Birds usually “sing” to communicate various simple basic signals, such as the absence of danger or sharing their position. Obviously squirrels have learned these same lines to understand in turn that there is no imminent threat. Researchers have analyzed in particular 54 oriental grey squirrels (Sciurus carolinensis) present in various green areas of Ohio.

They then alternately reproduced recordings to simulate a threat, specifically the cry of a red-tailed falcon (Buteo jamaicensis) and the verses of the birds themselves. This park is a common predator for both species. At the same time, they monitored the behavior of the squirrels.

When listening to the recorded verse of the hawk, all the squirrels showed the typical behavior they adopt in the presence of predators, such as immobility, the look up or the flight. However, when the researchers also started recording the different birds, the squirrels themselves performed fewer “vigilance” behaviors, basically showing that they felt a little more “relaxed.”

This is the demonstration that squirrels themselves use the birds’ verses to understand the presence and imminence of danger.

The research was carried out by Marie V. Lilly, Emma C. Lucore and Keith A. Tarvin.


Super monosex shrimps created in the laboratory to prevent the spread of parasites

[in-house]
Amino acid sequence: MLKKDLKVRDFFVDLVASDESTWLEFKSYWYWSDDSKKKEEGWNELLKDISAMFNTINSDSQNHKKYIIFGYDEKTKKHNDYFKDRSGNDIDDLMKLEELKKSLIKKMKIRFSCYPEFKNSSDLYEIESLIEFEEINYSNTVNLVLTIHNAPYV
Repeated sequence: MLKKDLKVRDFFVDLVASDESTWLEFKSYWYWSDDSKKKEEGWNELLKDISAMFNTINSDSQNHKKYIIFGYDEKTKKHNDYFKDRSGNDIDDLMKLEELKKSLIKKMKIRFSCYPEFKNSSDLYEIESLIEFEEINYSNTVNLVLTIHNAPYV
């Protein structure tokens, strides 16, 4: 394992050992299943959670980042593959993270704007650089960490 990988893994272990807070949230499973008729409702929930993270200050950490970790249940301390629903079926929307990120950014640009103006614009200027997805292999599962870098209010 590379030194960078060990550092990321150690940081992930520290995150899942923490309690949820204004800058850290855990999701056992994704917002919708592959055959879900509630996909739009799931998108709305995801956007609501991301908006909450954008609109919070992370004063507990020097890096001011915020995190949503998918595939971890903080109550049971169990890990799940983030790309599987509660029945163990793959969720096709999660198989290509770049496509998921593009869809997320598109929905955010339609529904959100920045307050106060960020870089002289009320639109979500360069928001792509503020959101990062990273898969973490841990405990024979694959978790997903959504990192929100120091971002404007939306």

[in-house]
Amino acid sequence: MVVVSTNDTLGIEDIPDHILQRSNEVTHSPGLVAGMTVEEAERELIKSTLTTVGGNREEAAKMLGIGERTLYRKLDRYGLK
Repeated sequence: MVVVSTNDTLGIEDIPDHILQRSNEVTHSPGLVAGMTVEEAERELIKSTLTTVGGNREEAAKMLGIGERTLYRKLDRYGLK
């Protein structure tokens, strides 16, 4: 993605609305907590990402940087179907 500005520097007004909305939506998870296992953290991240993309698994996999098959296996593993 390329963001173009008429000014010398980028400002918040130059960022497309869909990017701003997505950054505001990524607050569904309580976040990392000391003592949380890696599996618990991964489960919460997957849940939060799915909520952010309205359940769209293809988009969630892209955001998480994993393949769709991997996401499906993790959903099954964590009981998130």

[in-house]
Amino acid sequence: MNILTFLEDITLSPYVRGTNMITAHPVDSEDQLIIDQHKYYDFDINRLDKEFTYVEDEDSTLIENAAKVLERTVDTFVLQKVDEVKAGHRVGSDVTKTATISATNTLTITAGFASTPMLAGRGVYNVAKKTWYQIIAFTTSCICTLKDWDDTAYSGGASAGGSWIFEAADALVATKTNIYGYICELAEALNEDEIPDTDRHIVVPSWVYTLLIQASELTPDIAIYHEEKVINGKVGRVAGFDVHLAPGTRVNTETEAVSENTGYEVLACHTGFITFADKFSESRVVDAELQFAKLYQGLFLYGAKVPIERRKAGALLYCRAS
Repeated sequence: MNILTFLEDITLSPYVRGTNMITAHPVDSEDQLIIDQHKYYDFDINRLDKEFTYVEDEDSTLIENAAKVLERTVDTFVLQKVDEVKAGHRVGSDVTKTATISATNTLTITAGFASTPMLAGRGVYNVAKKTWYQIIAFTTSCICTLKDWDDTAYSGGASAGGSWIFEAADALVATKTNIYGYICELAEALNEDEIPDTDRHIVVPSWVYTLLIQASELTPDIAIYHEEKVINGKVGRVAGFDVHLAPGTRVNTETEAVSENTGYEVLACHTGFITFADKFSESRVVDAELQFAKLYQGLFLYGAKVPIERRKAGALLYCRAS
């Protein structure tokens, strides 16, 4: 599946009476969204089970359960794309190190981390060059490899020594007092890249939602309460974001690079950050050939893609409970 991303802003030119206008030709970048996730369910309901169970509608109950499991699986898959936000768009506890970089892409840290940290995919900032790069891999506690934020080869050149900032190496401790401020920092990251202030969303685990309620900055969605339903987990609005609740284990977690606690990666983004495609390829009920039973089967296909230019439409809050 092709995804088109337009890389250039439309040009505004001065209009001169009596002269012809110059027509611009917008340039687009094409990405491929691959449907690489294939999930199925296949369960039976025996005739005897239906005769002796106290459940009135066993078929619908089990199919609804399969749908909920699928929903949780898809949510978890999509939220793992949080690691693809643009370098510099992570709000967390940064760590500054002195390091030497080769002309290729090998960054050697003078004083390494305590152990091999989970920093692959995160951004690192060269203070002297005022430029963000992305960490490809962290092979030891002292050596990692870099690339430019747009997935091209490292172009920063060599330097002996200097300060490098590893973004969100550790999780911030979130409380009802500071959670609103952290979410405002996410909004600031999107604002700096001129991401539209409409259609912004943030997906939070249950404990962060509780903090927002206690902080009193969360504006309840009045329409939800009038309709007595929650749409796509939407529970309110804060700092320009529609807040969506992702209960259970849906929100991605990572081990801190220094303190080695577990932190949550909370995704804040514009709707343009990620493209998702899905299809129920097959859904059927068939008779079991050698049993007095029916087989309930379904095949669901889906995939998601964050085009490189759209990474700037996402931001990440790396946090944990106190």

Super monosex shrimps created in the laboratory that could reduce the spread of an important parasite as well as increase the results of aquaculture: this is the purpose that is being carried out by a group of researchers from the Ben-Gurion University of Negev (BGU).

In a study published in Scientific Reports, the group talks about a “super shrimp” that produces only female offspring. This is precisely the reason for the increase in results in terms of aquaculture.
This is an interesting biotechnological result that could have important implications also in the economic field.

The researchers, by transplanting androgenic gland cells, were able to cause complete sex reversal in females of Macrobrachium rosenbergii shrimps that have become functional males. Through the latter, an all-female progeny without the Z chromosome can be produced.

Tom Levy is one of the researchers involved in the project together with Professor Amir Sagi. Levy himself speaks of the usefulness of this research also with regard to the fight against parasites: “Shrimps serve as effective biocontrol agents against parasite-carrying snails. And because we can now use monosex shrimps, which do not reproduce, it reduces the risk of the shrimp becoming an invasive species.”

The snails that shrimp feed on, in fact, can carry parasites that cause schistosomiasis, a disease that can have bad effects on the human urogenital system.

The results have also been achieved without the use of hormones or genetic modifications.


New study solves an old mystery of the tyrannosaurus

A new study, produced by researchers from various American universities, has analyzed the two large holes in the skull of Tyrannosaurus Rex and comes to unexpected conclusions.

This area of the head of these ravenous dinosaurs, called the back of time window, has been a mystery for a long time. According to the main theory developed by paleontologists, these holes were full of muscles that helped the movement of the jaw.